In Greater Palm Springs there is no shortage of art. There’s an abundance of galleries that dot the art oasis, sides of buildings are brightened by murals, and medians are often homes to protruding sculptures.
During Hispanic Heritage Month, which is celebrated from Sept. 15 through Oct. 15, take a tour of all the places where Hispanic art and the artists are displayed and learn more about their indelible talent, stories, and contributions to the world. Here are seven places in Greater Palm Springs to go to see and appreciate Hispanic art.
The Coachella Valley History Museum located in Indio has a permanent exhibit called Corazón de Mexico that includes original and authentic folk art. The museum received this collection of over 100 pieces from a donor who lived and traveled through Mexico. The collection includes textiles, pottery, toys, and masks - which in Mexico are traditionally used for dance, festivals, ceremonies, and theater. The vibrant and eye-catching collection of character masks is prominently on display in the main room of the 1926 Smiley-Tyler Adobe House above a fireplace mantle. In addition to the Mexican collection, the museum houses a variety of permanent and temporary collections that help share the history of Greater Palm Springs.
Information: 82616 Miles Avenue, Indio, CA 92201
This history of Mexico can be found carved on a 20-foot-tall columnal fountain that greets visitors outside the historic Sunnylands home of Walter and Leonore Annenberg.
The bronze fountain, created by José and Tomás Chavez of Guanajuato Mexico, is a half-scale replica of a fountain in Mexico City at the National Museum of Anthropology.
The Annenbergs were on vacation in Mexico City when they came across the original fountain and decided to have a smaller version created for their estate. Through carved figures and symbols, the fountain is divided into four vertical sections that portray the history of Mexico from its pre-Hispanic past through to modern times.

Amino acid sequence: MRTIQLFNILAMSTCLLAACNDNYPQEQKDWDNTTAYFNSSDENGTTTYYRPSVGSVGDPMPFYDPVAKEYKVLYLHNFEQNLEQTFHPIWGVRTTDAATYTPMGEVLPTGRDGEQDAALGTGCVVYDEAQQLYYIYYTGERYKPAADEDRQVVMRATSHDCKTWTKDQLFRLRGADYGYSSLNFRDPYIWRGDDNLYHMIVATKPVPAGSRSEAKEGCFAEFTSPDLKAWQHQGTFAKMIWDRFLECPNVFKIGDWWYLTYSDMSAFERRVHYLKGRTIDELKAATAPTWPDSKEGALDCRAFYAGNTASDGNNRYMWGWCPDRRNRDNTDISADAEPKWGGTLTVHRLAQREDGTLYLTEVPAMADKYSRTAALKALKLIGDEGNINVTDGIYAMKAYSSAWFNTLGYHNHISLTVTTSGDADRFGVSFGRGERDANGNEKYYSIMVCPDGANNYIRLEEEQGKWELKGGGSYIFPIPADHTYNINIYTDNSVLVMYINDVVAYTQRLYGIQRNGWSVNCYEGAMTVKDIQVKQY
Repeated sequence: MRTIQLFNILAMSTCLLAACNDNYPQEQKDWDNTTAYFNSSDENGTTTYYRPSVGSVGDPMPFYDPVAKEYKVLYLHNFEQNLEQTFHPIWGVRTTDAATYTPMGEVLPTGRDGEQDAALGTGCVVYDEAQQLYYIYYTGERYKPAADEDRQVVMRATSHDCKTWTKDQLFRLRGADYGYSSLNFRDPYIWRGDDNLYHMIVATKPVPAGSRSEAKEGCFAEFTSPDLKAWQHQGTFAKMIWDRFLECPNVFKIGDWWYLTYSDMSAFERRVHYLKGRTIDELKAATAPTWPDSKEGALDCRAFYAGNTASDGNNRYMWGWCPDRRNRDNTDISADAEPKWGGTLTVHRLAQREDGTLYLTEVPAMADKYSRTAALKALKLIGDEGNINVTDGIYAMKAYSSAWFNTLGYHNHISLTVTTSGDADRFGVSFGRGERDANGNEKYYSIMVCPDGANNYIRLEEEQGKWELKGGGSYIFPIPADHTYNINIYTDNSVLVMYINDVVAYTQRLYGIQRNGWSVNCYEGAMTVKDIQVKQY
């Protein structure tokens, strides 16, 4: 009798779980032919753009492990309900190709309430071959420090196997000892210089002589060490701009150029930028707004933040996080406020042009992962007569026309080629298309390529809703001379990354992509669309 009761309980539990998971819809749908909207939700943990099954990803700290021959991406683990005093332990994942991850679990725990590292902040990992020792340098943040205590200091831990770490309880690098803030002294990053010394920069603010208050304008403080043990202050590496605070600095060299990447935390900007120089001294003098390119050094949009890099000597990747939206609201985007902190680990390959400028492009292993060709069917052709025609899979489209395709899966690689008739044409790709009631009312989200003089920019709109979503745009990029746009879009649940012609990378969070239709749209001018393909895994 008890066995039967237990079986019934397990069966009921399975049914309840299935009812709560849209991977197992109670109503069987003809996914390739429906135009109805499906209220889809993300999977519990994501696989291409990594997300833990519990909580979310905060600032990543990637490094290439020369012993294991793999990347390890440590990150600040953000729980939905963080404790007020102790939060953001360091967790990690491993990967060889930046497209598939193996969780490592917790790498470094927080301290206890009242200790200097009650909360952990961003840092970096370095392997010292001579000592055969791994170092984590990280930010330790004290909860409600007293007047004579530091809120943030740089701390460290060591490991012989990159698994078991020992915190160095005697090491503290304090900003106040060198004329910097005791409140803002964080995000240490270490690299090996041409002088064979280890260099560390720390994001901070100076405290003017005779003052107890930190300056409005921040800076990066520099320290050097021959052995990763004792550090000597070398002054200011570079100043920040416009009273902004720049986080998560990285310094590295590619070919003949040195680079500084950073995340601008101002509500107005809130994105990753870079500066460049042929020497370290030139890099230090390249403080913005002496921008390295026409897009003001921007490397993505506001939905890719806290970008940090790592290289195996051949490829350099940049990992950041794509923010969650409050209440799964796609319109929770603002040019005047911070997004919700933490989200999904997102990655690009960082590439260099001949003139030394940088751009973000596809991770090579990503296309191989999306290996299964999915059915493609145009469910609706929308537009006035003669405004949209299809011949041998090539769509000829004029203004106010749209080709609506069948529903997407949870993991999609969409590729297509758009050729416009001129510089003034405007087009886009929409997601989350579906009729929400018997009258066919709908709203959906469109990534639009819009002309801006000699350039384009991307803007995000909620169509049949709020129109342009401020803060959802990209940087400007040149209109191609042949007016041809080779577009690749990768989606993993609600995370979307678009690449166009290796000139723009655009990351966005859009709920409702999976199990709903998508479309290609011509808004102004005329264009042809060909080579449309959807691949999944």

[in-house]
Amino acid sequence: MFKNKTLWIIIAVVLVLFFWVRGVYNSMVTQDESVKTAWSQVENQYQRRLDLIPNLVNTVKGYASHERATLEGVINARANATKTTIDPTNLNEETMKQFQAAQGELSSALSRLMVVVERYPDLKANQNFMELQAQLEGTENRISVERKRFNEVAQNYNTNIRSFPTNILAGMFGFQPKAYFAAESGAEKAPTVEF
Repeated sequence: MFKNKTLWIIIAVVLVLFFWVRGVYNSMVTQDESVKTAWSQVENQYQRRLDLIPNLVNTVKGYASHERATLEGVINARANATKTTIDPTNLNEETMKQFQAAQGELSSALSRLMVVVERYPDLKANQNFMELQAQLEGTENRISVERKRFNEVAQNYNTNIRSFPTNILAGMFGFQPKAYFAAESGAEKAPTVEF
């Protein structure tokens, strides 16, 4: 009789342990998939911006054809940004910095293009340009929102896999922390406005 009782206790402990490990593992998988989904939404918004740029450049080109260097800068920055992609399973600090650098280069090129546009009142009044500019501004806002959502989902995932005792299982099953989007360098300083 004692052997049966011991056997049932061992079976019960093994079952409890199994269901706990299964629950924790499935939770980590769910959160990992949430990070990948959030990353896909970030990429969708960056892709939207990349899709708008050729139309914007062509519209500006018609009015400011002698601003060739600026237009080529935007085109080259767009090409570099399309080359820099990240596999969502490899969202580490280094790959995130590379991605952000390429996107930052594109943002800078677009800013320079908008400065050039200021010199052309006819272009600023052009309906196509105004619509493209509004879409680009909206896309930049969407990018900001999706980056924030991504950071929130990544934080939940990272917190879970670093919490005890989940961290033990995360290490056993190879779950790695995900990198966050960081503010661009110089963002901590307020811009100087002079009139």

The striking fountain has water cascading from the top of the column into a circular bed of rocks in the middle of the circular driveway of the home.
Sunnylands guests can view the column during ticketed tours of the Annenberg house and grounds.
Information: 37977 Bob Hope Drive, Rancho Mirage, CA 92270
This unique museum celebrates the life of explorer Cabot Yerxa who settled the land in the early 1900s and created the museum in the shape of a Hopi Indian pueblo on what has been dubbed Miracle Hill. Yerxa believed in creating an artistic community and to that end, the museum hosts special events that help celebrate art and culture.
Information: 67616 E Desert View Avenue, Desert Hot Springs, CA 92240
Coda Gallery opened in 1987 and has been a showcase spot for contemporary artists ever since. The art space currently boasts works from more than 70 creators from all over the globe including artists of Hispanic heritage like Francisco Bartus and Alfredo Candela of Spain, Santonio Garcia of Uruguay and Esteban of Mexico.
Bartus creates fascinating pieces with mixed media that look like you’re looking down from the clouds at thousands of little people positioned perfectly to create shapes and messages. Like most impressive art it’s hard to describe, but amazing to see in person.